I do not see in the law where a dealer must stand behind your choice to modify your car. In fact all lease returns must be returned with OEM equipment. This act was to cover fraudulent claims by dealerships against consumers.

Painting the calipers could result in contamination of the caliper itself damageto seals or in cases I have seen sand blasting grit left in cracks and crevices. This contamination was nor caused by the manufacturing process but done by another so the dealership is not responsible. It’s a chance you would take.
 

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The brake question has been merged into the appropriate sticky. For the person asking the question, read the experience in post #9 and I'll reiterate post #21

"You, as a US consumer, are protected by the Magnuson–Moss Warranty Act. The essence is that consumers are not required to use parts made by whoever made a product. This is not specific to cars, its anything. Read this about electronics. [broken link] However, its a two way street. If what you do messes up something, then its on your dime. This is discussed endlessly, over and over again, mostly in auto forums. How many people mod their lawn mowers?

Read your WARRANTY. What does it say?
Read the first reference in this thread from the FTC [LOL, another broken link]
Read the actual MM act [USC04] 15 USC Ch. 50: CONSUMER PRODUCT WARRANTIES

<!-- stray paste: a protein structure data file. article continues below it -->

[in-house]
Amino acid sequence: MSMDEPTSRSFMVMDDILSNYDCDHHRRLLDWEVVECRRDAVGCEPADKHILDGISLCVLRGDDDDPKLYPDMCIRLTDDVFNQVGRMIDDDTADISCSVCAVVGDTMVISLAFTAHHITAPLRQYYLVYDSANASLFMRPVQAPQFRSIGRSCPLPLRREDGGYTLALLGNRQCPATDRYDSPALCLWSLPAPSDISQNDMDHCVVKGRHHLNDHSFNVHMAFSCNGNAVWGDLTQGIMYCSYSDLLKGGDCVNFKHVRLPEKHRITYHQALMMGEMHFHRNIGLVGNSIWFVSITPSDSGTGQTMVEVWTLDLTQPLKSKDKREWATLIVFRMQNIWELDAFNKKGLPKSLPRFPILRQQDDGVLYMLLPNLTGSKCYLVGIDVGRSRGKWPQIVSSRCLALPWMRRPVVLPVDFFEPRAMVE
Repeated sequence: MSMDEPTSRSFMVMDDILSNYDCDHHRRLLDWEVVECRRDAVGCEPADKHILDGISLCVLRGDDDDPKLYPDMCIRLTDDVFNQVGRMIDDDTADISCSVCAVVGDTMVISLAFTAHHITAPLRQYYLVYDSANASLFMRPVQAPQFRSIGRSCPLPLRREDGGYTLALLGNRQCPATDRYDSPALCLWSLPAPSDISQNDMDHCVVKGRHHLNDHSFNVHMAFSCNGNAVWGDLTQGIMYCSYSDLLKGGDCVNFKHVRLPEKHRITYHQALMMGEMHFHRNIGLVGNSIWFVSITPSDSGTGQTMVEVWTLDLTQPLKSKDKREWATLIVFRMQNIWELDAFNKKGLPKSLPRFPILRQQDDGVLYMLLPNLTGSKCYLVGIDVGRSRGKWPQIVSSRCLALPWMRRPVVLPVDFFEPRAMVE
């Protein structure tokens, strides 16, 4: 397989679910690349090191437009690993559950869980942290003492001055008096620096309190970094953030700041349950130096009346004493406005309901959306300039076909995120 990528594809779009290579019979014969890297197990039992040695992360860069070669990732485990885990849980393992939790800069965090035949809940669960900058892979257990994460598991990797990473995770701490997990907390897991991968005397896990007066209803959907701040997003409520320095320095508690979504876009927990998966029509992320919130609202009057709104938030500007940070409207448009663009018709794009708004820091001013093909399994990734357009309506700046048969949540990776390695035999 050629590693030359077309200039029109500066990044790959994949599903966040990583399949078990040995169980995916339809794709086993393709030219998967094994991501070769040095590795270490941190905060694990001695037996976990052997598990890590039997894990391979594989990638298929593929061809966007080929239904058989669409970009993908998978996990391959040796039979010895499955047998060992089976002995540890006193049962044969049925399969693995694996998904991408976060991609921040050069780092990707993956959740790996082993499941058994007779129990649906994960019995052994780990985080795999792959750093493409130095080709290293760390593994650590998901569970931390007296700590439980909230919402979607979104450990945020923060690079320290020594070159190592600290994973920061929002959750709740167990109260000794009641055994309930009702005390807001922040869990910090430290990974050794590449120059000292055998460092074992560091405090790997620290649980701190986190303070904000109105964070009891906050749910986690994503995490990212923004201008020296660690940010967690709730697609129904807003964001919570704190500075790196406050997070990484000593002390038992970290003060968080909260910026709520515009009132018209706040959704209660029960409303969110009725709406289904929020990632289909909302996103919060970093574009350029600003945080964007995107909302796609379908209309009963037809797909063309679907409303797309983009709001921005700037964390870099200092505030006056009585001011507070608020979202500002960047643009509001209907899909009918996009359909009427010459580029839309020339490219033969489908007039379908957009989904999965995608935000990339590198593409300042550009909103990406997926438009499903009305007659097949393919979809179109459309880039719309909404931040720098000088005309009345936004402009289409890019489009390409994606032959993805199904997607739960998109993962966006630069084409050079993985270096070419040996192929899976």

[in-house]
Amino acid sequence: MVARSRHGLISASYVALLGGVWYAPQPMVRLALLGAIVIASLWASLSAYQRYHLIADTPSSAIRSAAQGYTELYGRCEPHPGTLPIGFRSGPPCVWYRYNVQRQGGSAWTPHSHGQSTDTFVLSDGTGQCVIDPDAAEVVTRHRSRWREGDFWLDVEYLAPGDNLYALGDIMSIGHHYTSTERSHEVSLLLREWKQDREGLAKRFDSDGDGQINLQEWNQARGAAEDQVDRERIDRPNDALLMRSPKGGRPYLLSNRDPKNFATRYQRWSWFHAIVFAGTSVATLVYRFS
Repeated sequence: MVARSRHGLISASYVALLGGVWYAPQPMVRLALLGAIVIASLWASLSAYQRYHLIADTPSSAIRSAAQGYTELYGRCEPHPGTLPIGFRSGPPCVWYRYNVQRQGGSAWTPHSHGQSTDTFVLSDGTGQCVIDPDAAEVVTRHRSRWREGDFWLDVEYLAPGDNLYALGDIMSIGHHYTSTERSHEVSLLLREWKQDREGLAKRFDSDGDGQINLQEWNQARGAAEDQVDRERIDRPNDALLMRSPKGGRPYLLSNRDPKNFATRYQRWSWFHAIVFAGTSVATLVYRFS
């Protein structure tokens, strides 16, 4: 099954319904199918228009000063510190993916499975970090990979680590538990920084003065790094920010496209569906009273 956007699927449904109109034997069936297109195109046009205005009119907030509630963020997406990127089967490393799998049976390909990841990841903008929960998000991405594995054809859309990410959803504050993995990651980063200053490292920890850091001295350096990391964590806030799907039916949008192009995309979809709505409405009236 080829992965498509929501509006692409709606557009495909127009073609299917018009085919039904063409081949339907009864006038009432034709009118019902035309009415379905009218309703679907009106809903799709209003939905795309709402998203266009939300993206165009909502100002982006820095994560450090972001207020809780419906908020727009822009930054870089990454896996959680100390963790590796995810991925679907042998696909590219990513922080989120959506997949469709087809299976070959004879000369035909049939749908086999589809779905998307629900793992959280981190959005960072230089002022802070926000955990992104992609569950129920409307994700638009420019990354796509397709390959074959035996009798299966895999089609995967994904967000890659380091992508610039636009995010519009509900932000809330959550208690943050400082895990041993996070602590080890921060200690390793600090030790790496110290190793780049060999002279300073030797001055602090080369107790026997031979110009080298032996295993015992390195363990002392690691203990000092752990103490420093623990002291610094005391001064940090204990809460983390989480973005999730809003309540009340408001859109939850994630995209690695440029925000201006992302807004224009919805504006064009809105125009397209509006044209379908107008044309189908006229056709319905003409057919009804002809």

and most of all, read the voice of experience: https://www.macanforum.com/forum/eng...ml#post1832481

In practice, from what I've read and experienced, you break it, you fix it. There are countless threads on this all over the internet, people complaining "but but ..." From what I understand, what breaks has to be relevant to what you changed. But here's the big thing and relates to this post above. Car makers are VERY VERY Big with lots of experience in handling these things. You are very very tiny. I've looked for cases where car models fought using MM. Its rare they win. It does happen. But is it worth the aggravation, the time, effort, fees?"

But to be clear, just modifying something does not effect the entire car warranty. AFAIK, its only if what you did effects something else on the car (e.g. do something to the brakes and for some strange reason a suspension part fails, its on your dime. That has nothing to do with the engine).

This has been discussed thousands of times all over the Internet. MM is NOT a panacea. Its does not magically fix anything. It was intended, AFAIK, to allow consumers to not be forced to buy OEM parts (e.g., by a FRAM filter vice the OEM filter). I've known people who went through it and the bottom line was similar to post #9 . The car makers pockets are very deep. Are your pockets deeper? Do some research and find some cases where the consumers win. They exist, but is the cost and aggravation worth it?